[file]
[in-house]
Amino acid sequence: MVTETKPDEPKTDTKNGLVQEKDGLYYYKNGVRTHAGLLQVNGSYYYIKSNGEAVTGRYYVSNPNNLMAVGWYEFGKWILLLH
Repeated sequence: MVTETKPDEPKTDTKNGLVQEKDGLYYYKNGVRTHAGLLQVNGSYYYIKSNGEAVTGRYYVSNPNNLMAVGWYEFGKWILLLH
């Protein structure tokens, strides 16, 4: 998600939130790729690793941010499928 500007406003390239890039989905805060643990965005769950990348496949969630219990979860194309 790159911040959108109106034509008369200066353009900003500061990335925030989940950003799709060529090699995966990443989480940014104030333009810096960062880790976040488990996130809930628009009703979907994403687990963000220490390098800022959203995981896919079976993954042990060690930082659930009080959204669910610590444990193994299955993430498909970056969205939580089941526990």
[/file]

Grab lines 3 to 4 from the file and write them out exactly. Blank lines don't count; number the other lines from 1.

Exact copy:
Repeated sequence: MVTETKPDEPKTDTKNGLVQEKDGLYYYKNGVRTHAGLLQVNGSYYYIKSNGEAVTGRYYVSNPNNLMAVGWYEFGKWILLLH
């Protein structure tokens, strides 16, 4: 998600939130790729690793941010499928 500007406003390239890039989905805060643990965005769950990348496949969630219990979860194309 790159911040959108109106034509008369200066353009900003500061990335925030989940950003799709060529090699995966990443989480940014104030333009810096960062880790976040488990996130809930628009009703979907994403687990963000220490390098800022959203995981896919079976993954042990060690930082659930009080959204669910610590444990193994299955993430498909970056969205939580089941526990």